You. Us. We. Soon.

Andrew Wiktor

Carmelo Anthony is finally a Knick. Instead of worrying about where the next free-agent saga will come from (although I'd bet on Utah's Deron Williams milking the spotlight), let's consider what this trade means for the future of New York basketball.

The Knicks gave up three starters whose average age is under 24, including one player, Raymond Felton, who will more than likely become an NBA All-Star at some point in his career.

Furthermore, Isiah Thomas James Dolan and company shipped away a 2014 first-round draft pick, along with Timofey Mozgov, a 24-year-old center who has started 14 games this season, and who put up promising numbers (23 points and 13 rebounds) on Jan. 30 against the Detroit Pistons.

It's also true that the Denver Nuggets should have been content with getting anyone. The team certainly didn't want to lose its star player the same way the Cleveland Cavaliers and Toronto Raptors did this past offseason (each team got nothing in return for LeBron James and Chris Bosh, respectively), but its front office was patient and savvy, refusing to be lowballed.

Worst of all, my hometown team was tricked into giving up more than it should have by a sneaky Russian owner and an irrelevant squad that hails from the armpit of America, the dirty Jersey.

But I'm still smiling, and I'll tell you why.

I'll be the first to admit that this trade, by no means, makes the Knicks championship contenders. Aside from the resurgence of the East (Atlanta, Chicago, Miami etc.), the squad still has zero depth and will still play zero defense – two crucial components necessary for success in the postseason.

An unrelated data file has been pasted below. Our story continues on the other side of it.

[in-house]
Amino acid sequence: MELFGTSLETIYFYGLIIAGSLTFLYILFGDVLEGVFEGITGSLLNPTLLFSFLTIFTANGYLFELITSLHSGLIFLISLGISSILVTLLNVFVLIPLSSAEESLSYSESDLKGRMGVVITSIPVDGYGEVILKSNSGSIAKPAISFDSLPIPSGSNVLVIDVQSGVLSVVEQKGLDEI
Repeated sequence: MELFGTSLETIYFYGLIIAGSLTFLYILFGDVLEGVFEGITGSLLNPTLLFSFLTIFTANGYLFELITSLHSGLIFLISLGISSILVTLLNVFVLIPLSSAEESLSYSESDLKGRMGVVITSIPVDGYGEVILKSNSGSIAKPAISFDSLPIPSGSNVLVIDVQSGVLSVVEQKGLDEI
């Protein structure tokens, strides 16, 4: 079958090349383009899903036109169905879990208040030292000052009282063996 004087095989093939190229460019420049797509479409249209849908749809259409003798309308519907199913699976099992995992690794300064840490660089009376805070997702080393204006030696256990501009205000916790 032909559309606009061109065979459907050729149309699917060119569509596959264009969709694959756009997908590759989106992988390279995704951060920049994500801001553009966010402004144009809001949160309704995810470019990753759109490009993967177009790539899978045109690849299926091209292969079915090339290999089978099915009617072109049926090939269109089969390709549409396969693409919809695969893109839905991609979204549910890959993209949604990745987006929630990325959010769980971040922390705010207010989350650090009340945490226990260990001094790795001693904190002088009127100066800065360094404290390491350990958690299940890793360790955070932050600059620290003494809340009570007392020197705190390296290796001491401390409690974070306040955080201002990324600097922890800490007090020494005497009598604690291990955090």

There's a quick fix, however, and it rhymes with Beplaceing Bike B'Antoni. Simply put, we need a new head coach.

It pains me to watch Mike D'Antoni consult his family/assistant coaches every time he calls a timeout. Gregg Popovich and Phil Jackson never consider what their assistants are thinking; they also don't need to, because they're good coaches.

Example: On Feb. 4, the Knicks played the Philadelphia 76ers. After a stellar third quarter by Raymond Felton (15 points) that put the Knicks in control of the game – they led by nine, 82-73 – D'Antoni began the fourth quarter with his red-hot point guard (Felton) and superstar (Amare Stoudemire) sitting on the bench.

Needless to say, Felton went cold and the Knicks gave up their lead. D'Antoni had a shot at redemption, however, when rookie Landry Fields grabbed a huge rebound with his team trailing by two and just under 10 seconds to play – enough time for a head coach to set up a game-saving/tying/winning play.

But D'Antoni didn't know what to do: instead of calling timeout, he let his team play out the final possession and watched Shawne Williams, the third-lowest paid player on the team, opt out of an open 3-pointer and miss a baseline lefty runner as time expired. In short, we need a defensive-minded coach who actually calls plays; since when was instructing a team to run fast breaks considered coaching?

Although D'Anotoni probably isn't going anywhere fast, the Knicks have improved from the trade, despite gutting much of the raw talent that was supposed to be the future of their team. New York no longer has the cool-headed Wilson Chandler or the confused-looking Danilo Gallinari, but the team does boast two of the top 10 players in the league, a claim that will surely entice free agents to sign in the Big Apple.

The Bockers' fanbase has also livened up since the team's rampant run in late-November/early-December (it went 13-1 in one stretch) and will certainly cheer louder with Melo playing small forward at the Garden.

Say what you will about the players lost, but just remember that the team we had two days ago was never going to make it out of the first round of the playoffs. Stat and Melo (I hope they don't make a N.Y. remix to Wiz Khalifa's "Black and Yellow"), however, will make any series interesting. Any series.

If that doesn't sell you, at least we're not paying Eddy Curry $11 million to take up half the bench anymore.